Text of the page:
A business continuity or disaster recovery plan sets out how the school would cope if some disaster happened – for example, the premises burning down or flooding, a large scale theft of equipment or a total failure of the school’s IT system. It is required to be in place as part of the Schools Financial Value Standard (as it was under FMSiS). Here are some sample outline plans (check whether your LA already has a template version or centralised IT backup systems):
- School Business Continuity Plan template a
- School Business Continuity Plan template b
- School Business Continuity Plan template c
- And also: School Business Continuity Plan guidance from a local authority (see below)
- Other useful websites, containing more templates and guidance documents: Hammersmith and Fulham Kent and East Sussex
- See the SFVS FAQ from the DfE and their downloadable Support notes for all questions within the SFVS.
- More information on SFVS from C2G is here
These are the DfE’s support notes for Q23 of the SFVS:
Does the school have an appropriate business continuity or disaster recovery plan, including an up-to-date asset register and adequate insurance?
(as accessed March 2102)
A What does the question mean?
1 What is a business continuity or disaster recovery plan?
A business continuity or disaster recovery plan sets out how the school would cope if some disaster happened – for example, the premises burning down or flooding, a large scale theft of equipment or a total failure of the school’s IT system.
2 Why is it important?
A disaster in the school may seem very unlikely to happen. It is indeed unlikely to happen, but if it did happen the consequences would be very grave. It is therefore important that all schools have an adequate and up-to-date disaster recovery plan.
3 What areas does a plan need to cover?
As a minimum, a plan needs to look at contingency arrangements for: if the school’s premises were not available for an extended period (e.g. because of fire or flood); large scale loss of property (e.g. through fire or theft); loss of information through catastrophic failure of IT systems; mass unavailability of staff (e.g. through a pandemic).
B Good practice
4 All schools should ensure they have an appropriate plan
The plan will need to cover:
- premises that could be used if the school’s own premises became unavailable for an extended period;
- an asset register of items in the school that need to be recorded for insurance purposes, to be kept where it would not be vulnerable to a disaster in the school;
- adequate insurance for premises and contents;
- daily backing up off-site of the school’s important IT systems; and
- contingencies for significant simultaneous absence of staff.
Individual schools may be aware of additional local hazards that they ought to cover.
The plan must be kept up-to-date: any element of it that has become out of date is likely to be of no use in an emergency.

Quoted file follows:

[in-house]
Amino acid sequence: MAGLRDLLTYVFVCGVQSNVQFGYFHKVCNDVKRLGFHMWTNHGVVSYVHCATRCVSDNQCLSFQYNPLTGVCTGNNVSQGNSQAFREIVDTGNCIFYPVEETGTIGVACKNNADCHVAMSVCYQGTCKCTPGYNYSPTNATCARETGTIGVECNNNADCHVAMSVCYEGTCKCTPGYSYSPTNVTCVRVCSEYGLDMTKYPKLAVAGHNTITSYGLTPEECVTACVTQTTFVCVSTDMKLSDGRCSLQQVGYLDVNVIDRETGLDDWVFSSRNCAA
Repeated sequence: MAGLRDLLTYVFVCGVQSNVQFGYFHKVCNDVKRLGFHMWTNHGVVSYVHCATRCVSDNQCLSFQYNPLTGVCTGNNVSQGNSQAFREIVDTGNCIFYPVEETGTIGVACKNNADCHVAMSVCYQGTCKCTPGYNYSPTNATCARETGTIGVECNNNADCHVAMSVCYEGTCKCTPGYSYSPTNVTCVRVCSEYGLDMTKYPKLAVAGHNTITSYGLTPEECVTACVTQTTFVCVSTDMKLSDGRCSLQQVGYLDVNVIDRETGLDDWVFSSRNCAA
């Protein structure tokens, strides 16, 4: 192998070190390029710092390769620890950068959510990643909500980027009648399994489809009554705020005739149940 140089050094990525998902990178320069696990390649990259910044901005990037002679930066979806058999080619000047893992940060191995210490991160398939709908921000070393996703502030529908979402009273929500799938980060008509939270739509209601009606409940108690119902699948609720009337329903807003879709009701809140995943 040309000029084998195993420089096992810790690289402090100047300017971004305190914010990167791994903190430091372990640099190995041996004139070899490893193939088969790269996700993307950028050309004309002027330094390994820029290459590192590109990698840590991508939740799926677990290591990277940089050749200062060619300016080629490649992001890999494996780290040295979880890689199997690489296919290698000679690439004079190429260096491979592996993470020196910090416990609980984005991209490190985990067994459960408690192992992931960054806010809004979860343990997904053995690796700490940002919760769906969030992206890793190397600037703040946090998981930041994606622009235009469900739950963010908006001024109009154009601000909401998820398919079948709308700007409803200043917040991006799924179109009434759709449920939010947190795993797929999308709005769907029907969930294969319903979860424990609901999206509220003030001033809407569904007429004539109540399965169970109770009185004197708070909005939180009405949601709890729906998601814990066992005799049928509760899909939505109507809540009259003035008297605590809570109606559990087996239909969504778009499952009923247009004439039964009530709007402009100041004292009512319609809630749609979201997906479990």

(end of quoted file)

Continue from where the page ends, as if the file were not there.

Maintained schools should liaise with their local authority (LA) about what should be recorded in the plan. For example, the LA may have generalised arrangements for emergency premises; it may have particular requirements for the asset register; it may provide insurance for its schools; it may provide some of the IT systems and have its own back-up arrangements.
5 All schools should ensure they have adequate insurance
Schools should ensure they have met legal requirements for insurance as some insurances are legally compulsory. For maintained schools, the local authority scheme for financing schools should provide more information. Adequate insurance should compensate for large losses that otherwise could not be sustained, such as a major fire in a school.
C What do you do if things are not right in your school?
6 What to do if you do not have a disaster recovery plan
Maintained schools should begin by speaking to their local authority to find out what they offer and what the plan should contain. All schools without a plan need to draw one up as soon as possible.
7 What to do if your plan is out of date
An out of date plan will need to be updated urgently. Maintained schools should do this in liaison with their local authority.
8 Further information
The local authority is the first source of information on disaster recovery plans, up-to-date assets register and adequate insurance for maintained schools. It also has a more general role in emergency planning which will be relevant for other schools.
There is a lot of material on the internet explaining what business continuity/disaster recovery plans are: some of this is free of charge and can be used to think about what a plan should contain in the school’s particular circumstances. In addition, the following provide help and advice:
Department for Education (DfE) – http://www.education.gov.uk/ – this website contains a range of information and resources for schools.
Guide to the law for school governors – information on the statutory responsibilities of a school’s governing body, including details of its legal responsibilities.
Guidance on Insurance – information on the types of insurance that schools must have by law. (END OF SUPPORT NOTES)
END of C2G post
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